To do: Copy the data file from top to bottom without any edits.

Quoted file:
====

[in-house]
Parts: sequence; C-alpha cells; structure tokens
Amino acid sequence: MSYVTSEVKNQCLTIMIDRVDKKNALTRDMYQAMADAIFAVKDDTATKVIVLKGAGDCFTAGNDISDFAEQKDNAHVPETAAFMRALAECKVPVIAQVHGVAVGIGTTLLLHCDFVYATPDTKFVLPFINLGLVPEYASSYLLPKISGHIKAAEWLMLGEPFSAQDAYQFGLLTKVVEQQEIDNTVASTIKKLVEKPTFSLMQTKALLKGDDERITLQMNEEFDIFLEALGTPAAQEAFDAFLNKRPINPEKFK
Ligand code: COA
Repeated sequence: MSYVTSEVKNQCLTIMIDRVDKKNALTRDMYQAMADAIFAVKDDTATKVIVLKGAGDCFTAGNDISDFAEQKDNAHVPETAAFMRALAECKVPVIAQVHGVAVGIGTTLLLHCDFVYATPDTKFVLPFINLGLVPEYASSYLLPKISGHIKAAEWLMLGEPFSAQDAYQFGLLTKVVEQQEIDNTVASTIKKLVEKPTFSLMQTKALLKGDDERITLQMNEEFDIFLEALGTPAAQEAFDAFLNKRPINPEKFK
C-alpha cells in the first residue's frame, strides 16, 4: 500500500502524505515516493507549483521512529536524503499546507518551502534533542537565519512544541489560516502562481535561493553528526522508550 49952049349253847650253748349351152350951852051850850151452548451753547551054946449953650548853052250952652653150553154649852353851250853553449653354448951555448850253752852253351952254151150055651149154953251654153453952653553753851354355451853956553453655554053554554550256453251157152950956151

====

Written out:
[in-house]
Parts: sequence; C-alpha cells; structure tokens
Amino acid sequence: MSYVTSEVKNQCLTIMIDRVDKKNALTRDMYQAMADAIFAVKDDTATKVIVLKGAGDCFTAGNDISDFAEQKDNAHVPETAAFMRALAECKVPVIAQVHGVAVGIGTTLLLHCDFVYATPDTKFVLPFINLGLVPEYASSYLLPKISGHIKAAEWLMLGEPFSAQDAYQFGLLTKVVEQQEIDNTVASTIKKLVEKPTFSLMQTKALLKGDDERITLQMNEEFDIFLEALGTPAAQEAFDAFLNKRPINPEKFK
Ligand code: COA
Repeated sequence: MSYVTSEVKNQCLTIMIDRVDKKNALTRDMYQAMADAIFAVKDDTATKVIVLKGAGDCFTAGNDISDFAEQKDNAHVPETAAFMRALAECKVPVIAQVHGVAVGIGTTLLLHCDFVYATPDTKFVLPFINLGLVPEYASSYLLPKISGHIKAAEWLMLGEPFSAQDAYQFGLLTKVVEQQEIDNTVASTIKKLVEKPTFSLMQTKALLKGDDERITLQMNEEFDIFLEALGTPAAQEAFDAFLNKRPINPEKFK
C-alpha cells in the first residue's frame, strides 16, 4: 500500500502524505515516493507549483521512529536524503499546507518551502534533542537565519512544541489560516502562481535561493553528526522508550 49952049349253847650253748349351152350951852051850850151452548451753547551054946449953650548853052250952652653150553154649852353851250853553449653354448951555448850253752852253351952254151150055651149154953251654153453952653553753851354355451853956553453655554053554554550256453251157152950956151